Read our blog to get the lowdown from our experts and go behind the scenes at Royal Museums Greenwich.
Lloyd's Register 1849
The Caird Library’s collection of masters’ and mates’ certificates dating from 1850 -1927 (also available via Ancestry.com) is probably the most well-known example of evidence showing the capabilities of the those in charge of merchant vessels but what happened before 1850?
Mr Frederick Heintzig, landsman, to Nelson, on board the Foudroyante, 19 July 1799 (CRK/6/156)
Many of the common seamen of Nelson’s time were not literate, meaning letters of the ‘Lower deck’ are rare. Nelson probably received a great deal of correspondence asking for help or influence of one kind or another, but was his reputation for benevolence towards those that had served under him sometimes exploited or taken advantage of?
‘The Way of the World’ by C. J. Grant and J. Kendrick, 1834 (PAH3318)
The Caird Library has recently installed a new display of archive and library material. The theme is Medicine and Health at Sea and reveals the main diseases particularly prominent during long sea voyages. These included scurvy and yellow fever.
Photograph of Japanese fleet on the morning of the battle - PKM/2/9
One hundred and twelve years ago on the 27 May 1905 the Imperial Japanese Navy achieved a major victory at the Battle of Tsushima, destroying or capturing much of the Russian fleet that had sailed 18,000 nautical miles from the Baltic in an attempt to reinforce the Russian Pacific Squadron at Port Arthur.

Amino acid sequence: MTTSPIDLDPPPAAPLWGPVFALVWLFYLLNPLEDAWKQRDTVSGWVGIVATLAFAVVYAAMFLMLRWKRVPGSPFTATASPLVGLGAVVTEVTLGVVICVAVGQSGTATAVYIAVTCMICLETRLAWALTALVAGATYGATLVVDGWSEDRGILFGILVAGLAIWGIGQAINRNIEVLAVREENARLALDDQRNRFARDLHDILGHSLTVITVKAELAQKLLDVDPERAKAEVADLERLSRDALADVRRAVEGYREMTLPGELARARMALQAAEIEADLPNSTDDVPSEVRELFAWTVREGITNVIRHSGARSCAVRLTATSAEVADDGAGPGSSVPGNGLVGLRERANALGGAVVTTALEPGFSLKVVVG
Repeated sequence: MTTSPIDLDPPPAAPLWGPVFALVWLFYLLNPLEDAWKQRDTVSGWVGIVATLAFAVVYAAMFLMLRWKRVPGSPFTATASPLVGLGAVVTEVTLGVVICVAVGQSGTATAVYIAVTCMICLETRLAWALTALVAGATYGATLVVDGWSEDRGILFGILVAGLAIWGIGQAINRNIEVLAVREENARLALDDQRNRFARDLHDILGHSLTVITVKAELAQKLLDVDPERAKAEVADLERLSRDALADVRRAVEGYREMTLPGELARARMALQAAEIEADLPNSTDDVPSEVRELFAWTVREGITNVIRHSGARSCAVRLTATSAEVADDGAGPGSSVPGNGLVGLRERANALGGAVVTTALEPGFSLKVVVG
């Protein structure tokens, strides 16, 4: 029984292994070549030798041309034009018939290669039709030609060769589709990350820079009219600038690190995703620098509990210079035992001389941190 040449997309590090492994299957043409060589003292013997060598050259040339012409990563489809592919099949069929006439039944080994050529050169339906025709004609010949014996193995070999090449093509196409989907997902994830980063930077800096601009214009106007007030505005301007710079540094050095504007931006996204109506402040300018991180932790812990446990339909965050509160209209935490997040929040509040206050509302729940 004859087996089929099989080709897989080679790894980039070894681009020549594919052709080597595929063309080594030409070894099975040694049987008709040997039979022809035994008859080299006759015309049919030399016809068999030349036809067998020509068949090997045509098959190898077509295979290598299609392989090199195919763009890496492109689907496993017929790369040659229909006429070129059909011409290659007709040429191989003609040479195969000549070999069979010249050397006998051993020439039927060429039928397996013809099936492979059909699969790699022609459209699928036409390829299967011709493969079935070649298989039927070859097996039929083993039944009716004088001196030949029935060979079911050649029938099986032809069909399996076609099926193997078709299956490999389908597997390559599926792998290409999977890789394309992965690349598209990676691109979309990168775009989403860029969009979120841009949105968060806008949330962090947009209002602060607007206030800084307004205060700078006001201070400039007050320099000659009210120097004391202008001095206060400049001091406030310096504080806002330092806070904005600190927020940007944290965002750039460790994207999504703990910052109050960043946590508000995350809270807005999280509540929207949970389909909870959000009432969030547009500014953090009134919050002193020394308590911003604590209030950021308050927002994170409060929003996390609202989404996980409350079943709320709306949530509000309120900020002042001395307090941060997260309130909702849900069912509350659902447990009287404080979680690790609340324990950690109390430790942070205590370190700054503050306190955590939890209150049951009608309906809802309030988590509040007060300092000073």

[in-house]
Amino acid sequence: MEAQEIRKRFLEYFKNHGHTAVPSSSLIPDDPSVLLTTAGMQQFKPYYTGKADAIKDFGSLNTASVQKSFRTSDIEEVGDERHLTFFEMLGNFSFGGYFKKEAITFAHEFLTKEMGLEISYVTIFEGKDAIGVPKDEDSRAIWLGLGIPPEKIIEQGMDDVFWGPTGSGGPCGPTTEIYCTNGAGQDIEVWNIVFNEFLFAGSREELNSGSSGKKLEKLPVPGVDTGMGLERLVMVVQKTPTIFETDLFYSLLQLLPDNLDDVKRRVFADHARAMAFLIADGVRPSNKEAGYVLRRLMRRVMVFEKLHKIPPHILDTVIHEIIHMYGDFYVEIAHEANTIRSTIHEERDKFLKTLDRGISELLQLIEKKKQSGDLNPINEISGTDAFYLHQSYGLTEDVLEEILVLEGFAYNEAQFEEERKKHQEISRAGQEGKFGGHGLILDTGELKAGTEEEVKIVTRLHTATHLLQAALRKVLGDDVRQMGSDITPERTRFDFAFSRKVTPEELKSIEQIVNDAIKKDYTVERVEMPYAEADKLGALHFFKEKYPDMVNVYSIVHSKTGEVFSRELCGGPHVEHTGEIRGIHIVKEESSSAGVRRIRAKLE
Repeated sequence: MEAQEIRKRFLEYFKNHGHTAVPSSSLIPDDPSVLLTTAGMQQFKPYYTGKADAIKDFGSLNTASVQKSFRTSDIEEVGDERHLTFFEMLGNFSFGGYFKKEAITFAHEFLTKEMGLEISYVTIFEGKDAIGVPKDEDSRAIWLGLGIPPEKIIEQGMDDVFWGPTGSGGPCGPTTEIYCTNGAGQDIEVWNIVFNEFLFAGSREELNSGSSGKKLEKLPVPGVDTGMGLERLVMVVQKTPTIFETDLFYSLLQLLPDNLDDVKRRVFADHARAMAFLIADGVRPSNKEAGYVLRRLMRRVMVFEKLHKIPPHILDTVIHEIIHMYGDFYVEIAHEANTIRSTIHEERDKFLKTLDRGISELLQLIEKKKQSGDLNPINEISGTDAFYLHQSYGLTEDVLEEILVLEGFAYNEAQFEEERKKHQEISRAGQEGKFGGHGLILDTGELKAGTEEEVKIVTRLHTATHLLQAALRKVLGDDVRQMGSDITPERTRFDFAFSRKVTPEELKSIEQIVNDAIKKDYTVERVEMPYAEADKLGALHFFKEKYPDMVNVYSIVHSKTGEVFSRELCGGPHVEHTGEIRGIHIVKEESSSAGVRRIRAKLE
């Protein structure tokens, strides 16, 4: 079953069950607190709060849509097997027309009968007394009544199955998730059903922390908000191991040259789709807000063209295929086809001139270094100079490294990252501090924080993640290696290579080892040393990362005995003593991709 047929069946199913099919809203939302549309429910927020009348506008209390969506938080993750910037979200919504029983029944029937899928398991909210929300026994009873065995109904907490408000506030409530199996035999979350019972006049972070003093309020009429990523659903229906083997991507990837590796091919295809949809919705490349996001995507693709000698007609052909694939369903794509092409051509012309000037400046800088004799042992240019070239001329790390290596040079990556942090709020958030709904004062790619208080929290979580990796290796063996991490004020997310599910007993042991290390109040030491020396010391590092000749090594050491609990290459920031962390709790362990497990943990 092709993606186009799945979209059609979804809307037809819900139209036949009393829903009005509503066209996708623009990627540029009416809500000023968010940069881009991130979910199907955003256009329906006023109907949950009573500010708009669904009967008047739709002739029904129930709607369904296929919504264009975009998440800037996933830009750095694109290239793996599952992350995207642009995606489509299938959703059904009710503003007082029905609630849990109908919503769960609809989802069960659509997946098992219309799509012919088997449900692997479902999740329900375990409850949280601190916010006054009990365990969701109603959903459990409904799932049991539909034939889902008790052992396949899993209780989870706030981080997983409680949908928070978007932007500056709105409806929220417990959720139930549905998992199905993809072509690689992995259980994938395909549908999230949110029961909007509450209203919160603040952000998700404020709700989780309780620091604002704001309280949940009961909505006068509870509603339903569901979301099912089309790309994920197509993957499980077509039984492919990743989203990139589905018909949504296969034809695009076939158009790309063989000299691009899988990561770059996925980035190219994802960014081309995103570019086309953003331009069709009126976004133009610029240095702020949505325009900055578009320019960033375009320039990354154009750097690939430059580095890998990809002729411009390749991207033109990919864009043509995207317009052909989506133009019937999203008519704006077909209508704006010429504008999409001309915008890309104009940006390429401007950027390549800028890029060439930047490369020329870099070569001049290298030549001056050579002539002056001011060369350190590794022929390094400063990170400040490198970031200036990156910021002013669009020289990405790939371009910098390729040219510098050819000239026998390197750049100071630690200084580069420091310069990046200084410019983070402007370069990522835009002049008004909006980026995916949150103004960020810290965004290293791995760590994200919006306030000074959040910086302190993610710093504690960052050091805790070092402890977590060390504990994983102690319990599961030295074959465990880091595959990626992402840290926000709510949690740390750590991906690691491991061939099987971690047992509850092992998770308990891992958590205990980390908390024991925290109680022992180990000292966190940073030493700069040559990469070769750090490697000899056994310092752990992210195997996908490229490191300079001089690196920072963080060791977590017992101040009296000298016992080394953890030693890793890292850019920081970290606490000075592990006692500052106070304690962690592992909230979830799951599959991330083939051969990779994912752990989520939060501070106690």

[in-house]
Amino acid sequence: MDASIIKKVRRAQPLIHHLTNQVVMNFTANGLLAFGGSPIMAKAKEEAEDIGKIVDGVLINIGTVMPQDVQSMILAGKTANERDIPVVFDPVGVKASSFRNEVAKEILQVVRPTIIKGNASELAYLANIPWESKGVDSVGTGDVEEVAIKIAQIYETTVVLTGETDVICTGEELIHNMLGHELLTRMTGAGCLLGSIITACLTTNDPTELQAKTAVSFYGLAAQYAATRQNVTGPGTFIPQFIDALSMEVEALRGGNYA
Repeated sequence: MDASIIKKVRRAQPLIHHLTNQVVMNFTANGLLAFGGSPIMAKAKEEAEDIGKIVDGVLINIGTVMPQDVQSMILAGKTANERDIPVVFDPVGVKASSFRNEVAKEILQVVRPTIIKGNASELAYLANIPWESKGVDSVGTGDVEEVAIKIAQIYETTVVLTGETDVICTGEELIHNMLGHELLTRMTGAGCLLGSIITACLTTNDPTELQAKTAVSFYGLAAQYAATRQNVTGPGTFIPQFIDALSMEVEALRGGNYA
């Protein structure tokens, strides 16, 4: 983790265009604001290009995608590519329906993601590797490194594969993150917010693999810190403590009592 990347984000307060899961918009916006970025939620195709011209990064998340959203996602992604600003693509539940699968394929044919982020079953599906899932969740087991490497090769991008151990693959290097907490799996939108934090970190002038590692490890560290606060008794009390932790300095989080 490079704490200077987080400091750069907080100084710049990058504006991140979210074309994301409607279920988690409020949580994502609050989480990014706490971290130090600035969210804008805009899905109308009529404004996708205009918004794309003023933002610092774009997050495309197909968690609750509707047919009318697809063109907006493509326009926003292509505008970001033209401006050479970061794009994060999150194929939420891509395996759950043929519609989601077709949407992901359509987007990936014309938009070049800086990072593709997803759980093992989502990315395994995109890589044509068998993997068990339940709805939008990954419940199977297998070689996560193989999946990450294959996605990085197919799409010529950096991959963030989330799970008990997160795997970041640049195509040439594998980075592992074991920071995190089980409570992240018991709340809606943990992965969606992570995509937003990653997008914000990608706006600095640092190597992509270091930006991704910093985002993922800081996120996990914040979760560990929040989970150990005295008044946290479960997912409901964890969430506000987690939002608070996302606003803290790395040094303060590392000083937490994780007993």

Letter describing the Dutch landing on the Isle of Sheppey and the attack on the Medway
This June marks the 350th anniversary of the Dutch Raid on the Medway which took place 9-14 June 1667. It was humiliating for the English Navy resulting in the loss of thirteen English ships, with the Unity and Royal Charles captured. Mike Bevan, archivist at the Caird Library, takes a closer look.
Loss of the Princess Alice PAD6772.jpg
Going to sea is a dangerous business. Ahead of our major new exhibition, Death in the ice: the shocking story of Franklin's final expedition, we're looking at some of the more gruesome tales that can be found in the exhibition and in our archive.
Burial at Sea
What exactly happened in the past when someone died during a voyage and was buried at sea?
Library Assistant Jon Earle delves into the tragedy of the sinking of the HMS Eurydice, through Sir Edmund Verney's work. The specific focus is on those 281 men who lost their lives.
Drawing in particular on material from our archives, Dr Elaine Murphy explores the diverse connections between women and the navy in the 17th century, researched during her time as a Caird short-term fellow.